Connect, don’t broadcast.
One of the mistakes a lot of crowdfunding campaigns make is broadcasting the plea for money. Picture this, you have a campaign you’re running with someone, you're both on Facebook, and the campaign has a Facebook page. Now imagine sharing the same status across those three profiles twice a day, remembering that most of your friends will be connected to at least two or three of those pages. That’s a lot of news feed saturation, which can quickly become very annoying.
The best campaigns call supporters to action, with a funny quip, a meme, or a personalized story. With Mirabella, we released update videos throughout the campaign, and gave supporters a sneak peak of illustrations and the introduction to the book. We showed them what their support was enabling us to do. Find your angle, personalize your approach and always remember to connect.
Plan your campaign.
Crowdfunding takes real commitment. You’ll become a compulsive checker of emails and consume all conversation with talk of your campaign. That’s why it’s important to plan. Decide how much time you can commit to your campaign, without it taking away from actually developing the project you're trying to fund. Weigh-up how long you think it will take you to reach your target, how much time you can commit to promoting it and identify a good end date (Sunday’s are normally bad, as are public holidays).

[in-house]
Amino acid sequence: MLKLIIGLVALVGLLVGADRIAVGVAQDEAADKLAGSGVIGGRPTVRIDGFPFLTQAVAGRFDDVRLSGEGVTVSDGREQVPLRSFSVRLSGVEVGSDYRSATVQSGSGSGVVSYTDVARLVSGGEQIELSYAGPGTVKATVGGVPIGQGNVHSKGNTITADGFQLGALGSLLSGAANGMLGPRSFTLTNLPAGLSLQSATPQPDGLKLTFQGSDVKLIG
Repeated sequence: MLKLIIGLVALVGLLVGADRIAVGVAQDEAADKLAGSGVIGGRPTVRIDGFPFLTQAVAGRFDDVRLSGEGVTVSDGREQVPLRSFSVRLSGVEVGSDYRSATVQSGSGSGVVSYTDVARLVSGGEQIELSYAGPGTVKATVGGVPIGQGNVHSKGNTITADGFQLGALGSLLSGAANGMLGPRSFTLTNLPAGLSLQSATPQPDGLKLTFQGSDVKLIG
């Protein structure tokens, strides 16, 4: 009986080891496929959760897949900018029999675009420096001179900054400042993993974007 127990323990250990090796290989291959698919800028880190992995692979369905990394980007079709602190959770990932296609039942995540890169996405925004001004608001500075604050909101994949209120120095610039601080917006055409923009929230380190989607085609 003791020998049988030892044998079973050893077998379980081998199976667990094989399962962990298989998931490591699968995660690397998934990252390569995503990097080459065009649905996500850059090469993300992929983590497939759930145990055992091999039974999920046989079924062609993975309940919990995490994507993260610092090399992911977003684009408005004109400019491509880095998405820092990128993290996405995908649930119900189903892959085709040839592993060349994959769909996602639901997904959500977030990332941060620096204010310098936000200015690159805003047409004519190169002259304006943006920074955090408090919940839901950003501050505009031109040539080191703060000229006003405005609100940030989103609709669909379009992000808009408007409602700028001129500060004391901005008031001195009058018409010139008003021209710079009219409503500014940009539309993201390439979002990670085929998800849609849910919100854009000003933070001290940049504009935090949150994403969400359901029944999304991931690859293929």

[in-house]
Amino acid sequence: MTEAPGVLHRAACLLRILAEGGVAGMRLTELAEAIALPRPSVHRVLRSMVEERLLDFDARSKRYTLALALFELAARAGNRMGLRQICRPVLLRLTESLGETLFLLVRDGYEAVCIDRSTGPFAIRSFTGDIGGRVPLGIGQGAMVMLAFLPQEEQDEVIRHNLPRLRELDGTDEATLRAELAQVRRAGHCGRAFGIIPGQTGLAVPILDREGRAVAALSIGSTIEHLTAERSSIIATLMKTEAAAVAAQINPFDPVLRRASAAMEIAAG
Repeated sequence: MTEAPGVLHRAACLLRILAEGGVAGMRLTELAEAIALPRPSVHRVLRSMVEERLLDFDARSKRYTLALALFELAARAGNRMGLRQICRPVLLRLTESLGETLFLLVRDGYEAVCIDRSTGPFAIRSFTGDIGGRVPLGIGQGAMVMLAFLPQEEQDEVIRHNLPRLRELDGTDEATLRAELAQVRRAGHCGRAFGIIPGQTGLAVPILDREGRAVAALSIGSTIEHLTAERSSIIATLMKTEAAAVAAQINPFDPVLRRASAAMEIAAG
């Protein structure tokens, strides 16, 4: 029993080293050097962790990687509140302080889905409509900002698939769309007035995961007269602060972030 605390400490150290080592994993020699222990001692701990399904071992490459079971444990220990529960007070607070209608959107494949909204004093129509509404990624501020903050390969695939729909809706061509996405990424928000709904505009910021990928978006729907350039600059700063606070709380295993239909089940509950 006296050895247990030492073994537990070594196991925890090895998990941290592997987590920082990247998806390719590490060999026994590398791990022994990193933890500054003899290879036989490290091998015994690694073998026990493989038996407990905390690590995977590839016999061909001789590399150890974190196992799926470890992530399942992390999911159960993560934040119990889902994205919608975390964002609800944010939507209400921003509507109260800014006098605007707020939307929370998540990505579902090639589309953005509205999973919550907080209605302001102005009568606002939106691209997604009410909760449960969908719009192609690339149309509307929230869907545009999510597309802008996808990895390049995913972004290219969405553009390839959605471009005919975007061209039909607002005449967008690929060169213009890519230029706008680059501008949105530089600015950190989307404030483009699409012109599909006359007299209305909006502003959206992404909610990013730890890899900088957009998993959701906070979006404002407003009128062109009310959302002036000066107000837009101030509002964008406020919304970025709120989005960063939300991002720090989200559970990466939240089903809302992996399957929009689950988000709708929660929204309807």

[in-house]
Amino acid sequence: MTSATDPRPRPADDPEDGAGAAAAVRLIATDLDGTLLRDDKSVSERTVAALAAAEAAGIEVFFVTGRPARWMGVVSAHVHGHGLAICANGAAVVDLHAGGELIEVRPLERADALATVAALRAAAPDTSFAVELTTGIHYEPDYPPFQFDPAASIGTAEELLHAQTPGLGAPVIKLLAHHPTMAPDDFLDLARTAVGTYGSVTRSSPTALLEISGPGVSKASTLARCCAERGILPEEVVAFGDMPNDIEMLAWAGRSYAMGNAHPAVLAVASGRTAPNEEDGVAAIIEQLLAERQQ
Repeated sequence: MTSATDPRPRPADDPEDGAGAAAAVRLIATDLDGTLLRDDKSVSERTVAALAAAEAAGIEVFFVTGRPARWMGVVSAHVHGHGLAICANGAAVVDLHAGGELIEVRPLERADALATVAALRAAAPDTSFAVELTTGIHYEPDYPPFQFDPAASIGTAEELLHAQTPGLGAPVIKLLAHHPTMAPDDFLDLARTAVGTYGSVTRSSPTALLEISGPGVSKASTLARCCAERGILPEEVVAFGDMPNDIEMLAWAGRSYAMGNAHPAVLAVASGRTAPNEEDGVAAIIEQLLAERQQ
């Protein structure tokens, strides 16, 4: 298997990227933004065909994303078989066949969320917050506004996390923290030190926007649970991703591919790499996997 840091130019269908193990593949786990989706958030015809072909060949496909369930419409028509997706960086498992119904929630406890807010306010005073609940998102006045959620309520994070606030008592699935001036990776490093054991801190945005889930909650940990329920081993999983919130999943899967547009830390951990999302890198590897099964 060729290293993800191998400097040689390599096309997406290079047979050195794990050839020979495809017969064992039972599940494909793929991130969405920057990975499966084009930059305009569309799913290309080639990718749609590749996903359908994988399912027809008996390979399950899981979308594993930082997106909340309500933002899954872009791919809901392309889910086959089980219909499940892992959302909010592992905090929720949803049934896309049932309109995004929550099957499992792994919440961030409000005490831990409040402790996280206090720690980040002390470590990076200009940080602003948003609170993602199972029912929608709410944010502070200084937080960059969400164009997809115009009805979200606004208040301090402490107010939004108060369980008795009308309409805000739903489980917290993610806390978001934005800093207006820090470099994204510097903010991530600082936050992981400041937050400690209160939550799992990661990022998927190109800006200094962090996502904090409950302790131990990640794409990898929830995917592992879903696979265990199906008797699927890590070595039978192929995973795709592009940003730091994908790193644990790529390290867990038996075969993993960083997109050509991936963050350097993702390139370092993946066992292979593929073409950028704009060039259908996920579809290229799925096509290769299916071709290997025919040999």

Identify and create a promotion schedule, establish who you’re going to contact and in what way you’re going to contact them before you get started. Essentially it’s like marketing any product, without a plan you’re unlikely to gain traction with your audience.
For Mirabella, we campaigned for a month. We managed to raise our money and in reality couldn't have campaigned for any longer, but it came right down to the wire because we set our target higher than was necessary.
Set a realistic goal.